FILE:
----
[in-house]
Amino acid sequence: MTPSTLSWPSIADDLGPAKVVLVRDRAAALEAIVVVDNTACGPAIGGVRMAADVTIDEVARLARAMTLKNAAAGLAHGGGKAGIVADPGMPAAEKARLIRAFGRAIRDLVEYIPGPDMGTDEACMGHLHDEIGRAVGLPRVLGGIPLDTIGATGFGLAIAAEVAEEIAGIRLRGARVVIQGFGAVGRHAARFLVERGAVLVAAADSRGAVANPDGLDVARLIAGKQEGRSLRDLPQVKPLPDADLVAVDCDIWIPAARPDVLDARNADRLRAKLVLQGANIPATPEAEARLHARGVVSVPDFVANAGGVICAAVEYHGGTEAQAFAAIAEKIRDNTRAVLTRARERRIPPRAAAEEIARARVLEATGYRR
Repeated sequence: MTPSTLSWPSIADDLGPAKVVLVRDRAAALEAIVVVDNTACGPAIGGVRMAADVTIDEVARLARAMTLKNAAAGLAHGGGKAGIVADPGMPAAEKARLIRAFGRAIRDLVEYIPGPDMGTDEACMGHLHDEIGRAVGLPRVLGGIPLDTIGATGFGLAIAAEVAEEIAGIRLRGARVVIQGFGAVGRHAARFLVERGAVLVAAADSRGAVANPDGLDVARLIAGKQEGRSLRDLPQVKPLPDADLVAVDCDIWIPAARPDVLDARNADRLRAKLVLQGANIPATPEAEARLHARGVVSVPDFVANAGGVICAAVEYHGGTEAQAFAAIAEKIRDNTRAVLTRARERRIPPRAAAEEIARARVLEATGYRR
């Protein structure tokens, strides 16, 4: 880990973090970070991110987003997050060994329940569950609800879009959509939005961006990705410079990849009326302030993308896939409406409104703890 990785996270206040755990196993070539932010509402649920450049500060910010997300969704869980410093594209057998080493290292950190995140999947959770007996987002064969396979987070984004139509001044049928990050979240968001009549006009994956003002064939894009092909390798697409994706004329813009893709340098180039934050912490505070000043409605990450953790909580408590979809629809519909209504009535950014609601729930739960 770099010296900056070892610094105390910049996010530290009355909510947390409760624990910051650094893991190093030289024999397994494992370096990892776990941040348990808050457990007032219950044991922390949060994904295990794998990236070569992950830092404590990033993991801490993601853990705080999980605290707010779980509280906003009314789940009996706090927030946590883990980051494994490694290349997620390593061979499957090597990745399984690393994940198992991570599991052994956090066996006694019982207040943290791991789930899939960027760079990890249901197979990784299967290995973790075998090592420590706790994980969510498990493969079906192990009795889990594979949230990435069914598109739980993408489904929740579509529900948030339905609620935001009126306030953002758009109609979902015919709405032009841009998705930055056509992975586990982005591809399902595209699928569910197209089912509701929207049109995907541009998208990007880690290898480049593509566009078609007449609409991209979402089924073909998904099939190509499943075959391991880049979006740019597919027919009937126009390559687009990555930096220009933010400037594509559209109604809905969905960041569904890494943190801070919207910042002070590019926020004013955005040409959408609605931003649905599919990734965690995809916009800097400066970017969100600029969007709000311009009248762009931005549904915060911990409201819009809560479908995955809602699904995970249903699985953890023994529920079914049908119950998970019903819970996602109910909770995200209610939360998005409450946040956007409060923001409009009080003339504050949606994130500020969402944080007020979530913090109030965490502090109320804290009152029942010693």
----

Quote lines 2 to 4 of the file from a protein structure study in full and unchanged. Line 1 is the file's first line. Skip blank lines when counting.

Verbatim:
Amino acid sequence: MTPSTLSWPSIADDLGPAKVVLVRDRAAALEAIVVVDNTACGPAIGGVRMAADVTIDEVARLARAMTLKNAAAGLAHGGGKAGIVADPGMPAAEKARLIRAFGRAIRDLVEYIPGPDMGTDEACMGHLHDEIGRAVGLPRVLGGIPLDTIGATGFGLAIAAEVAEEIAGIRLRGARVVIQGFGAVGRHAARFLVERGAVLVAAADSRGAVANPDGLDVARLIAGKQEGRSLRDLPQVKPLPDADLVAVDCDIWIPAARPDVLDARNADRLRAKLVLQGANIPATPEAEARLHARGVVSVPDFVANAGGVICAAVEYHGGTEAQAFAAIAEKIRDNTRAVLTRARERRIPPRAAAEEIARARVLEATGYRR
Repeated sequence: MTPSTLSWPSIADDLGPAKVVLVRDRAAALEAIVVVDNTACGPAIGGVRMAADVTIDEVARLARAMTLKNAAAGLAHGGGKAGIVADPGMPAAEKARLIRAFGRAIRDLVEYIPGPDMGTDEACMGHLHDEIGRAVGLPRVLGGIPLDTIGATGFGLAIAAEVAEEIAGIRLRGARVVIQGFGAVGRHAARFLVERGAVLVAAADSRGAVANPDGLDVARLIAGKQEGRSLRDLPQVKPLPDADLVAVDCDIWIPAARPDVLDARNADRLRAKLVLQGANIPATPEAEARLHARGVVSVPDFVANAGGVICAAVEYHGGTEAQAFAAIAEKIRDNTRAVLTRARERRIPPRAAAEEIARARVLEATGYRR
């Protein structure tokens, strides 16, 4: 880990973090970070991110987003997050060994329940569950609800879009959509939005961006990705410079990849009326302030993308896939409406409104703890 990785996270206040755990196993070539932010509402649920450049500060910010997300969704869980410093594209057998080493290292950190995140999947959770007996987002064969396979987070984004139509001044049928990050979240968001009549006009994956003002064939894009092909390798697409994706004329813009893709340098180039934050912490505070000043409605990450953790909580408590979809629809519909209504009535950014609601729930739960 770099010296900056070892610094105390910049996010530290009355909510947390409760624990910051650094893991190093030289024999397994494992370096990892776990941040348990808050457990007032219950044991922390949060994904295990794998990236070569992950830092404590990033993991801490993601853990705080999980605290707010779980509280906003009314789940009996706090927030946590883990980051494994490694290349997620390593061979499957090597990745399984690393994940198992991570599991052994956090066996006694019982207040943290791991789930899939960027760079990890249901197979990784299967290995973790075998090592420590706790994980969510498990493969079906192990009795889990594979949230990435069914598109739980993408489904929740579509529900948030339905609620935001009126306030953002758009109609979902015919709405032009841009998705930055056509992975586990982005591809399902595209699928569910197209089912509701929207049109995907541009998208990007880690290898480049593509566009078609007449609409991209979402089924073909998904099939190509499943075959391991880049979006740019597919027919009937126009390559687009990555930096220009933010400037594509559209109604809905969905960041569904890494943190801070919207910042002070590019926020004013955005040409959408609605931003649905599919990734965690995809916009800097400066970017969100600029969007709000311009009248762009931005549904915060911990409201819009809560479908995955809602699904995970249903699985953890023994529920079914049908119950998970019903819970996602109910909770995200209610939360998005409450946040956007409060923001409009009080003339504050949606994130500020969402944080007020979530913090109030965490502090109320804290009152029942010693």